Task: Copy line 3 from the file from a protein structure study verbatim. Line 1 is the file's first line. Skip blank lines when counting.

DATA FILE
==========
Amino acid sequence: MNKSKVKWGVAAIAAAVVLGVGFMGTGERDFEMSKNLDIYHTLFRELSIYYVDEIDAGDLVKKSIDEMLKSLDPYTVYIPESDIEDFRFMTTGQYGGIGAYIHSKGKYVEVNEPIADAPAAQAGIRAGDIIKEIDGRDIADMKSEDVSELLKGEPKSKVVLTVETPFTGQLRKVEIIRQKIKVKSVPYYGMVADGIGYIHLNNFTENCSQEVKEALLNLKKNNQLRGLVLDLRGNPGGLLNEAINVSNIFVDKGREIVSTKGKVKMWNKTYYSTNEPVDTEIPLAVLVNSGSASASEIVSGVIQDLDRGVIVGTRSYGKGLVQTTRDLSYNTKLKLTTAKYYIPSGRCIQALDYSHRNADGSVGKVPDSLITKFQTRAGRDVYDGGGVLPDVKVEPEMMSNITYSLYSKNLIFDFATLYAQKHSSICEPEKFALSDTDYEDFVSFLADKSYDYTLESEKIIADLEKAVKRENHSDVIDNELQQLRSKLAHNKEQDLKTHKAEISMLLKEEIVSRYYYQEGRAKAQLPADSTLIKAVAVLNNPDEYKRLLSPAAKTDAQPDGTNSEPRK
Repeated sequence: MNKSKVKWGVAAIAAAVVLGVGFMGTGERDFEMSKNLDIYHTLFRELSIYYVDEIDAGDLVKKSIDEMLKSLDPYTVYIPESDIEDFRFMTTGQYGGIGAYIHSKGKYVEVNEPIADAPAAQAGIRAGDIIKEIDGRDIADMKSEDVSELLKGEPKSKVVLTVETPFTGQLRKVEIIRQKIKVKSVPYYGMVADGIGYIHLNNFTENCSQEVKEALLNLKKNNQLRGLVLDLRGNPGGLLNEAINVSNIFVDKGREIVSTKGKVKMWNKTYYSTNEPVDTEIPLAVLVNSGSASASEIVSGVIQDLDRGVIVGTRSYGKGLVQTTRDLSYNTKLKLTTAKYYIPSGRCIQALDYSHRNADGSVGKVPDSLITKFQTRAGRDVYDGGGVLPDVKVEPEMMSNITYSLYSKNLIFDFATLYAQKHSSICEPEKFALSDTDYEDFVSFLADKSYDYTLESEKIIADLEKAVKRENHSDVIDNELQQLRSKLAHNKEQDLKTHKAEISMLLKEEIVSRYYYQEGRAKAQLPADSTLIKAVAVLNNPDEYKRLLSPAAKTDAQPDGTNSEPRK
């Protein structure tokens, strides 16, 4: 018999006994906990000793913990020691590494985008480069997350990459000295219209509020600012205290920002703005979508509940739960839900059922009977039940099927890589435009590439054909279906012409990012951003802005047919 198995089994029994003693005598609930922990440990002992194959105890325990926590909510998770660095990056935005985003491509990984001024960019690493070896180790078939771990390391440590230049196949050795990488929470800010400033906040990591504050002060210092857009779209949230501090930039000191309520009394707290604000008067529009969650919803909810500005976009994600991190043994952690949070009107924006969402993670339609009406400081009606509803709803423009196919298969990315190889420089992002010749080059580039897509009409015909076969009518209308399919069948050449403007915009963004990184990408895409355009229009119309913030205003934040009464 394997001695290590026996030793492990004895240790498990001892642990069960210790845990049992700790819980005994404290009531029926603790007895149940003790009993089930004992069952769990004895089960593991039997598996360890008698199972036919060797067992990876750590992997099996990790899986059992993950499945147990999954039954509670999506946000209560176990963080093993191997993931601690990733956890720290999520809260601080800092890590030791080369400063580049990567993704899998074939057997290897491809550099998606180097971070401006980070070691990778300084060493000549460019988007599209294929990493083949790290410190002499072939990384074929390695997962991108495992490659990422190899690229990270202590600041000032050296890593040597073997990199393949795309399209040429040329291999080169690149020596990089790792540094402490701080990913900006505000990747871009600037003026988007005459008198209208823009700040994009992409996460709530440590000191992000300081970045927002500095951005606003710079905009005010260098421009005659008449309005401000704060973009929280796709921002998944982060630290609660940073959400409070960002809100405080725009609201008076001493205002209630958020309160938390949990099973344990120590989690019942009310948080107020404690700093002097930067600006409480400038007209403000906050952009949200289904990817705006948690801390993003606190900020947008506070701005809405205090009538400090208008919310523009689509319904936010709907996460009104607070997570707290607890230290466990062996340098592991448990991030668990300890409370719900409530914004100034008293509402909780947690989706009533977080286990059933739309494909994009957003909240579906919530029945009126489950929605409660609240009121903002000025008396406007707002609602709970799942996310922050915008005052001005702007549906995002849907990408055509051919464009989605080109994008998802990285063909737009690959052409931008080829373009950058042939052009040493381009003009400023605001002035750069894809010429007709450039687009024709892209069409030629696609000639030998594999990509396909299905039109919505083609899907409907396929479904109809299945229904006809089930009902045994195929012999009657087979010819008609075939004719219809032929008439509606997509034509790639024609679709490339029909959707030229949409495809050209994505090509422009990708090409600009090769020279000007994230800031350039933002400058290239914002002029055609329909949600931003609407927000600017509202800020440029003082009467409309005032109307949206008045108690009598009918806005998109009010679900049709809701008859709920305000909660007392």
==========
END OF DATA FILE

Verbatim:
């Protein structure tokens, strides 16, 4: 018999006994906990000793913990020691590494985008480069997350990459000295219209509020600012205290920002703005979508509940739960839900059922009977039940099927890589435009590439054909279906012409990012951003802005047919 198995089994029994003693005598609930922990440990002992194959105890325990926590909510998770660095990056935005985003491509990984001024960019690493070896180790078939771990390391440590230049196949050795990488929470800010400033906040990591504050002060210092857009779209949230501090930039000191309520009394707290604000008067529009969650919803909810500005976009994600991190043994952690949070009107924006969402993670339609009406400081009606509803709803423009196919298969990315190889420089992002010749080059580039897509009409015909076969009518209308399919069948050449403007915009963004990184990408895409355009229009119309913030205003934040009464 394997001695290590026996030793492990004895240790498990001892642990069960210790845990049992700790819980005994404290009531029926603790007895149940003790009993089930004992069952769990004895089960593991039997598996360890008698199972036919060797067992990876750590992997099996990790899986059992993950499945147990999954039954509670999506946000209560176990963080093993191997993931601690990733956890720290999520809260601080800092890590030791080369400063580049990567993704899998074939057997290897491809550099998606180097971070401006980070070691990778300084060493000549460019988007599209294929990493083949790290410190002499072939990384074929390695997962991108495992490659990422190899690229990270202590600041000032050296890593040597073997990199393949795309399209040429040329291999080169690149020596990089790792540094402490701080990913900006505000990747871009600037003026988007005459008198209208823009700040994009992409996460709530440590000191992000300081970045927002500095951005606003710079905009005010260098421009005659008449309005401000704060973009929280796709921002998944982060630290609660940073959400409070960002809100405080725009609201008076001493205002209630958020309160938390949990099973344990120590989690019942009310948080107020404690700093002097930067600006409480400038007209403000906050952009949200289904990817705006948690801390993003606190900020947008506070701005809405205090009538400090208008919310523009689509319904936010709907996460009104607070997570707290607890230290466990062996340098592991448990991030668990300890409370719900409530914004100034008293509402909780947690989706009533977080286990059933739309494909994009957003909240579906919530029945009126489950929605409660609240009121903002000025008396406007707002609602709970799942996310922050915008005052001005702007549906995002849907990408055509051919464009989605080109994008998802990285063909737009690959052409931008080829373009950058042939052009040493381009003009400023605001002035750069894809010429007709450039687009024709892209069409030629696609000639030998594999990509396909299905039109919505083609899907409907396929479904109809299945229904006809089930009902045994195929012999009657087979010819008609075939004719219809032929008439509606997509034509790639024609679709490339029909959707030229949409495809050209994505090509422009990708090409600009090769020279000007994230800031350039933002400058290239914002002029055609329909949600931003609407927000600017509202800020440029003082009467409309005032109307949206008045108690009598009918806005998109009010679900049709809701008859709920305000909660007392």